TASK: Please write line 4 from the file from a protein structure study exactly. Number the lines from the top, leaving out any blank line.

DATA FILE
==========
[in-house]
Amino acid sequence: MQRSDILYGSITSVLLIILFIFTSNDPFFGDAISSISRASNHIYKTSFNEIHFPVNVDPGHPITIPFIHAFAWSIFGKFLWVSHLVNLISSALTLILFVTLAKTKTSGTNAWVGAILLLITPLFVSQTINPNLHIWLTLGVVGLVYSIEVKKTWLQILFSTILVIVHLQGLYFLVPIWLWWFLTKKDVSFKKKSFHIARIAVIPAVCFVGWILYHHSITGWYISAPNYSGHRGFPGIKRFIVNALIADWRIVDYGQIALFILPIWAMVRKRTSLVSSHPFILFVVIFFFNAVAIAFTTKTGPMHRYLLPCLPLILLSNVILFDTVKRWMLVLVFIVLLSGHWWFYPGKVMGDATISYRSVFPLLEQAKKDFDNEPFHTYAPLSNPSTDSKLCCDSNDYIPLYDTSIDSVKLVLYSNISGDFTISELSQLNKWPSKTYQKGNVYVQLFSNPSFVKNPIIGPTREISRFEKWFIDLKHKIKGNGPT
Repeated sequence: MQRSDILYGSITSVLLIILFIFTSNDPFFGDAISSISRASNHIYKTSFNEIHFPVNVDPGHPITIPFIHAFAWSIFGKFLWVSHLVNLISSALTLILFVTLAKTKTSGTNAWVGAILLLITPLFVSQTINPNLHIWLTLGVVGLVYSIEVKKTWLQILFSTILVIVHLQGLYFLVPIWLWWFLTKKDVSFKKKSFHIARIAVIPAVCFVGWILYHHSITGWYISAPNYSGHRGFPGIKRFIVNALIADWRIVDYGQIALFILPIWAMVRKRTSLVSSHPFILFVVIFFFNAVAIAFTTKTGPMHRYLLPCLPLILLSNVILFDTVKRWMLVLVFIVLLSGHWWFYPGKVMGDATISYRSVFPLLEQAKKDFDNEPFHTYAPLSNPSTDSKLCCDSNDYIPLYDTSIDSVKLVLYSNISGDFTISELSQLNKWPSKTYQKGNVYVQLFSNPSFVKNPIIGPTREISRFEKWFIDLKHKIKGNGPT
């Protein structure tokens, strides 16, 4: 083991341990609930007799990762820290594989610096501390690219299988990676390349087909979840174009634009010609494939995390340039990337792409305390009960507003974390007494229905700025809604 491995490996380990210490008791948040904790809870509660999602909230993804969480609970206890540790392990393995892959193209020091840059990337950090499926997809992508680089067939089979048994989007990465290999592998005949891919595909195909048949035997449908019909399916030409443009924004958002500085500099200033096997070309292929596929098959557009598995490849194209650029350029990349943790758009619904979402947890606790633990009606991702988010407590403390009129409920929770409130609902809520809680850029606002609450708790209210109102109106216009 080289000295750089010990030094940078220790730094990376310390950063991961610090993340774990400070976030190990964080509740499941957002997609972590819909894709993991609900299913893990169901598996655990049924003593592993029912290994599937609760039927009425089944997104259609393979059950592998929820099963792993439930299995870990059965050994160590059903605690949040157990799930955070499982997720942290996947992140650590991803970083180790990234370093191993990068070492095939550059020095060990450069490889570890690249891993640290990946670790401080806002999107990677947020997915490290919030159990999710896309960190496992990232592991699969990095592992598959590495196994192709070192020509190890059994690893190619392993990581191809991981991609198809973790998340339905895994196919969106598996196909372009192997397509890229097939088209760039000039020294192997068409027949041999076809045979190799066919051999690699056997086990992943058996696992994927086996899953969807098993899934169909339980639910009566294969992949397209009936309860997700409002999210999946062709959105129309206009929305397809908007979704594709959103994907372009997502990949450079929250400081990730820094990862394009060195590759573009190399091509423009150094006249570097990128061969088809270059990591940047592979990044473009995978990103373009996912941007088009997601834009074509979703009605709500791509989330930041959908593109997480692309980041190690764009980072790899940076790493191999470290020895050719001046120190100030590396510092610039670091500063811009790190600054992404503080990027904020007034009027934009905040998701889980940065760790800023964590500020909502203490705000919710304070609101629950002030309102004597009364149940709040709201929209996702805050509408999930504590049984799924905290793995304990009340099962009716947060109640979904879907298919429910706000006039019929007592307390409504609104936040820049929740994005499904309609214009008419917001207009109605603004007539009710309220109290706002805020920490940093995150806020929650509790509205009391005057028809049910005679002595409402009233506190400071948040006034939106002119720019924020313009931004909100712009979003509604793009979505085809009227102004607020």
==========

């Protein structure tokens, strides 16, 4: 083991341990609930007799990762820290594989610096501390690219299988990676390349087909979840174009634009010609494939995390340039990337792409305390009960507003974390007494229905700025809604 491995490996380990210490008791948040904790809870509660999602909230993804969480609970206890540790392990393995892959193209020091840059990337950090499926997809992508680089067939089979048994989007990465290999592998005949891919595909195909048949035997449908019909399916030409443009924004958002500085500099200033096997070309292929596929098959557009598995490849194209650029350029990349943790758009619904979402947890606790633990009606991702988010407590403390009129409920929770409130609902809520809680850029606002609450708790209210109102109106216009 080289000295750089010990030094940078220790730094990376310390950063991961610090993340774990400070976030190990964080509740499941957002997609972590819909894709993991609900299913893990169901598996655990049924003593592993029912290994599937609760039927009425089944997104259609393979059950592998929820099963792993439930299995870990059965050994160590059903605690949040157990799930955070499982997720942290996947992140650590991803970083180790990234370093191993990068070492095939550059020095060990450069490889570890690249891993640290990946670790401080806002999107990677947020997915490290919030159990999710896309960190496992990232592991699969990095592992598959590495196994192709070192020509190890059994690893190619392993990581191809991981991609198809973790998340339905895994196919969106598996196909372009192997397509890229097939088209760039000039020294192997068409027949041999076809045979190799066919051999690699056997086990992943058996696992994927086996899953969807098993899934169909339980639910009566294969992949397209009936309860997700409002999210999946062709959105129309206009929305397809908007979704594709959103994907372009997502990949450079929250400081990730820094990862394009060195590759573009190399091509423009150094006249570097990128061969088809270059990591940047592979990044473009995978990103373009996912941007088009997601834009074509979703009605709500791509989330930041959908593109997480692309980041190690764009980072790899940076790493191999470290020895050719001046120190100030590396510092610039670091500063811009790190600054992404503080990027904020007034009027934009905040998701889980940065760790800023964590500020909502203490705000919710304070609101629950002030309102004597009364149940709040709201929209996702805050509408999930504590049984799924905290793995304990009340099962009716947060109640979904879907298919429910706000006039019929007592307390409504609104936040820049929740994005499904309609214009008419917001207009109605603004007539009710309220109290706002805020920490940093995150806020929650509790509205009391005057028809049910005679002595409402009233506190400071948040006034939106002119720019924020313009931004909100712009979003509604793009979505085809009227102004607020």